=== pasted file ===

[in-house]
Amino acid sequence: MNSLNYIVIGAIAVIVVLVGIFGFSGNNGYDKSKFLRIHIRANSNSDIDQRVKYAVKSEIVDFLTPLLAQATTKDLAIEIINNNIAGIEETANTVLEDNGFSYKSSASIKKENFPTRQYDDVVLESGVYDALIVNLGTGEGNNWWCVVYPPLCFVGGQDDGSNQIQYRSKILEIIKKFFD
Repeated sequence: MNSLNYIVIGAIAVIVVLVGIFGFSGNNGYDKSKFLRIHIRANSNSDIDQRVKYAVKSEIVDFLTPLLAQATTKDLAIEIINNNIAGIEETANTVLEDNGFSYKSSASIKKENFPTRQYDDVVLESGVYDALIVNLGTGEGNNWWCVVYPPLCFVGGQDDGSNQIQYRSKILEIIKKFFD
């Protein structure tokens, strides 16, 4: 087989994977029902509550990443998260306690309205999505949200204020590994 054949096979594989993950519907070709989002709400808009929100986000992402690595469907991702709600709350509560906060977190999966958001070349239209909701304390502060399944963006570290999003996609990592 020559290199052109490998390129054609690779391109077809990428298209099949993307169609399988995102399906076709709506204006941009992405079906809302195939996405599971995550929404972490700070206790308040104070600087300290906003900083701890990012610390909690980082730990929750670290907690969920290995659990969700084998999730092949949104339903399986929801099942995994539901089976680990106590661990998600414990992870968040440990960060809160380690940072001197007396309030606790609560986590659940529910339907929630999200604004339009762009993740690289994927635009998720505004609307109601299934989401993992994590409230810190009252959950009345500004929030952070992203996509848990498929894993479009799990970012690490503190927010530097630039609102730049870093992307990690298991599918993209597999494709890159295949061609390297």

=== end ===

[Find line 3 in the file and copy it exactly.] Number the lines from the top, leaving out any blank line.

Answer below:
Repeated sequence: MNSLNYIVIGAIAVIVVLVGIFGFSGNNGYDKSKFLRIHIRANSNSDIDQRVKYAVKSEIVDFLTPLLAQATTKDLAIEIINNNIAGIEETANTVLEDNGFSYKSSASIKKENFPTRQYDDVVLESGVYDALIVNLGTGEGNNWWCVVYPPLCFVGGQDDGSNQIQYRSKILEIIKKFFD